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DC's Newest Museum: Crime & Punishment

The new Museum of Crime and Punishment, which opens Friday across the street from the Abe Pollin Arena and the National Portrait Gallery, is another in Washington's growing supply of museums that aspire to be a blend of theme park and TV show. In fact, it's even produced in cooperation with the long-running Fox hit, "America's Most Wanted," which will now be taped in the museum's basement TV studio.

The museum is more fun than annoying. But not by terribly much.

An $18 ticket that promises visitors the opportunity to shoot a gun, drive a police cruiser and appear in a police lineup, the crime museum is to the Smithsonian as "America's Most Wanted" is to "Frontline." Well, let's modify that: There is one branch of the Smithsonian that shares the crime museum's approach--an almost random collection of stray facts and cool finds that tells no coherent or compelling story, but aims only to elicit a "Gee, Martha, look at this" response from the casual visitor.

The crime museum, a for-profit business owned by an Orlando lawyer whose previous experience in the museum biz is an attraction near Disney World that consists of an upside-down mansion called Wonderworks, owes much to the decision by the National Museum of the American Indian to operate, as I wrote when it opened four years ago, "like a trade show in which each group of Indians gets space to sell its founding myth and favorite anecdotes of survival."

There are many points in the three-story Crime museum where you will feel as if you have stepped into the "America's Most Wanted" booth at a broadcasters convention or a feel-good exhibit of industrial wares at a police officers convention. But at its best, the museum reaches almost to the level of the International Spy Museum, the downtown D.C. attraction that is the immediate inspiration for Orlando businessman John Morgan's decision to put his latest attraction in Washington.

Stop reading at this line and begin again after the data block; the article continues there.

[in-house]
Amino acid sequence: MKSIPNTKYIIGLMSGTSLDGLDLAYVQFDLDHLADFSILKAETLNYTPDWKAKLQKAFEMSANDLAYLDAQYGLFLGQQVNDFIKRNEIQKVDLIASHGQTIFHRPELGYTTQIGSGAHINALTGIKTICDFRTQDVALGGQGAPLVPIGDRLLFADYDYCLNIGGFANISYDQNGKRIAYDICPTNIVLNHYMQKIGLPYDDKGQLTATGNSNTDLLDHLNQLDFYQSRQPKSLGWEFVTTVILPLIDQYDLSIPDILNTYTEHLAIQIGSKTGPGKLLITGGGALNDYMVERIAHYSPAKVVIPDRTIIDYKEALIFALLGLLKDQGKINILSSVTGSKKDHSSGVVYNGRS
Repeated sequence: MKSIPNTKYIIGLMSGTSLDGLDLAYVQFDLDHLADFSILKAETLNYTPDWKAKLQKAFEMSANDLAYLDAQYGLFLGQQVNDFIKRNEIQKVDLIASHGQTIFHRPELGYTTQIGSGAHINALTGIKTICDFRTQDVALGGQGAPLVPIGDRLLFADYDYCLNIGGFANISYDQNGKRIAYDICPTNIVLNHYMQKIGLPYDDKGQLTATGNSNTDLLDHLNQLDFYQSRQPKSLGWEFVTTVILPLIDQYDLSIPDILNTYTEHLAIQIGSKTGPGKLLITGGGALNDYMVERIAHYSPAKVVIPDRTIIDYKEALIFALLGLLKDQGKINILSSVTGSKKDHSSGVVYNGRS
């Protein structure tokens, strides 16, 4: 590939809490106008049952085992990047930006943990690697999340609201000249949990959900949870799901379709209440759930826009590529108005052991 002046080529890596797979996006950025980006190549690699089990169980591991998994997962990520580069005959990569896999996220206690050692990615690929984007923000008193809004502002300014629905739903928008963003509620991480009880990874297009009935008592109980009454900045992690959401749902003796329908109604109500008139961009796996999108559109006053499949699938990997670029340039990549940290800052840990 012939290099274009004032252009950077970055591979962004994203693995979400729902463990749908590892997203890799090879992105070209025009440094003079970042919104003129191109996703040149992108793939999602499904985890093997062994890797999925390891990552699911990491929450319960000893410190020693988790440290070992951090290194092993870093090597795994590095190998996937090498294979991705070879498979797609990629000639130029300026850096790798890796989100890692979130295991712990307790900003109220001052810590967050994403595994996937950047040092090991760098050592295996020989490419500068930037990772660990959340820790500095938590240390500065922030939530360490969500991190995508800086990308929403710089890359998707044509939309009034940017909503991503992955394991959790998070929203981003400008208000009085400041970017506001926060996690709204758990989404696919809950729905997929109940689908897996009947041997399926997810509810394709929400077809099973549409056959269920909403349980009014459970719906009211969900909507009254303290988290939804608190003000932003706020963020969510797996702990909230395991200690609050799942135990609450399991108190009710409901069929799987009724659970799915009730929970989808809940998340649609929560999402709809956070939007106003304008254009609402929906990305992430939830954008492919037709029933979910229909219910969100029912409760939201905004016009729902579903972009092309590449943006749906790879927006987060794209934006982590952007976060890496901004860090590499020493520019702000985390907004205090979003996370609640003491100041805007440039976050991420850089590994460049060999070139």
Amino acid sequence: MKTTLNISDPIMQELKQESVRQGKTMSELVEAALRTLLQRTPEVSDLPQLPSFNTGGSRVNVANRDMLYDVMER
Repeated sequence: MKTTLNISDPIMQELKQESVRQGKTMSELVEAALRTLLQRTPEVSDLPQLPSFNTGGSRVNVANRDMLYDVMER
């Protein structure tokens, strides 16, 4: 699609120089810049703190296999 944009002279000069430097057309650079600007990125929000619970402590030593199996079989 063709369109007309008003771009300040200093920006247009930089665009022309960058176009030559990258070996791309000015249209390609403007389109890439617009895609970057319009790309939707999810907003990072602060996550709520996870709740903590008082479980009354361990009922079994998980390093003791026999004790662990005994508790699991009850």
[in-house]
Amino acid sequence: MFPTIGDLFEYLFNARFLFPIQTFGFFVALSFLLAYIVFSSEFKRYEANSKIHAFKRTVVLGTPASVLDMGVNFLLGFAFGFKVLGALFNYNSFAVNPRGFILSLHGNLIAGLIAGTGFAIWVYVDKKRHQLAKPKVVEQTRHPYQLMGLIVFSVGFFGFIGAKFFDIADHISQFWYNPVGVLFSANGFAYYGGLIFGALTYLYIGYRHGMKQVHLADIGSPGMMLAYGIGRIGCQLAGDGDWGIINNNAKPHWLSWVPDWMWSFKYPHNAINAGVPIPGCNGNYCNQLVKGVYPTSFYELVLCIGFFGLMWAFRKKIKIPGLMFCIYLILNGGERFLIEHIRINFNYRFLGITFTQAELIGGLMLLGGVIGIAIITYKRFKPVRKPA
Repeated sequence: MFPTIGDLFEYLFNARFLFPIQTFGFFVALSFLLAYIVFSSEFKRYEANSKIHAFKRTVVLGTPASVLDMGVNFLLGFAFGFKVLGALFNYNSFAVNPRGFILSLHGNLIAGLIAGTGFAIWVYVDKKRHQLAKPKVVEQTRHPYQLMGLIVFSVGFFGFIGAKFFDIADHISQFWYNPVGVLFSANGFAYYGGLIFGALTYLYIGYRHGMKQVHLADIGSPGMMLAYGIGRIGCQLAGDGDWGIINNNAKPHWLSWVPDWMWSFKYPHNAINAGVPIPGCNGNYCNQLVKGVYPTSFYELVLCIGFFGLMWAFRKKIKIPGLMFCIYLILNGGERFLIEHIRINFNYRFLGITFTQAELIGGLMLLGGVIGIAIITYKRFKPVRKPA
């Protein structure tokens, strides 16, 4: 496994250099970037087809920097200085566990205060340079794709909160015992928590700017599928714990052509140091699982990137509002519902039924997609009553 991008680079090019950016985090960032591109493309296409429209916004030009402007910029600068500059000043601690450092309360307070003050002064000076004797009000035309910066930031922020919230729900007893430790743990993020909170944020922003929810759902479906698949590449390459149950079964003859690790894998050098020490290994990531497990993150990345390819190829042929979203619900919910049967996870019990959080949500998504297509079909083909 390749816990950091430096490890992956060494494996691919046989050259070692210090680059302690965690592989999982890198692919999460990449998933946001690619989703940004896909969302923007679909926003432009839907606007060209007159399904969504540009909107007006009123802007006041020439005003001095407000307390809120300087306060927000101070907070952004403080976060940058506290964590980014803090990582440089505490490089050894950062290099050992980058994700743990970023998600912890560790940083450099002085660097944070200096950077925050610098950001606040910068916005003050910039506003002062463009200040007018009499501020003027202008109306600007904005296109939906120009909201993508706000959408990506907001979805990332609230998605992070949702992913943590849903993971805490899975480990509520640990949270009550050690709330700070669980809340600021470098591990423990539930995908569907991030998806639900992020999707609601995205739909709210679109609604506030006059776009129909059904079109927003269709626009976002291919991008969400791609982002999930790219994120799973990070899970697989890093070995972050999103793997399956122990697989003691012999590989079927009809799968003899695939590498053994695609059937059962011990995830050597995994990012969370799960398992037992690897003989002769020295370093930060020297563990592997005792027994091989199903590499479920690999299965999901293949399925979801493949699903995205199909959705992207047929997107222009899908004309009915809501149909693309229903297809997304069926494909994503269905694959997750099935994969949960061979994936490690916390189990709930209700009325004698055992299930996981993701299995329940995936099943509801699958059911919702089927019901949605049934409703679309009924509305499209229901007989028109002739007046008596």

"The type of visitor you get here is more educated, more inquisitive," says Morgan, a personal injury lawyer who also builds hotels. "And I was very impressed with the success of the Spy Museum."

Morgan got the idea for a museum of crime after trying to visit the island prison of Alcatraz in San Francisco, only to find that tickets were sold out eight days in advance. "I slipped the guy a couple of hundred bucks and he let me on the boat, and I realized, if America is so enthralled with crime that they'd book eight days out to see an empty prison, that's something pretty strong."

"Take crime off TV and you'd be left with 'Deal or No Deal' and 'Jeopardy,'" he quips.

A museum of crime that explored why this culture is so fascinated with bad boys could be a rich and rewarding place. But this museum is satisfied to show off artifacts such as John Dillinger's getaway car, paintings by mass murderer John Wayne Gacy and a machine gun actually used by Al Pacino in the 1983 movie "Scarface," and leave the whys and wherefores to some college sociology class.

Did you catch that last bit about Pacino? The Museum of Crime and Punishment assumes it won't matter in the least to visitors that some of its artifacts are the real thing and some are the Hollywood version. The Dillinger car is real, but the Bonnie and Clyde car a couple of rooms later is not the one used by the real-life bank robbers; rather, it's the one used by Warren Beatty and Faye Dunaway in the movie about the real-life bank robbers.

This sort of thing happens again and again in the museum, and the distinction is sometimes mentioned in the text accompanying the artifacts, and sometimes not. So there are movie clips sprinkled throughout the place, and some of the exhibits on infamous bad guys--for example, one featuring Frank Abagnale, the con man celebrated in Steven Spielberg's "Catch Me If You Can"--seem to be driven more by our collective knowledge of the movies than by any rendering of which criminals were most influential or notorious. The museum's curator, Paul Burns, came from Ripley's, and like much of the staff here, is grounded more in the world of attractions than the world of museums.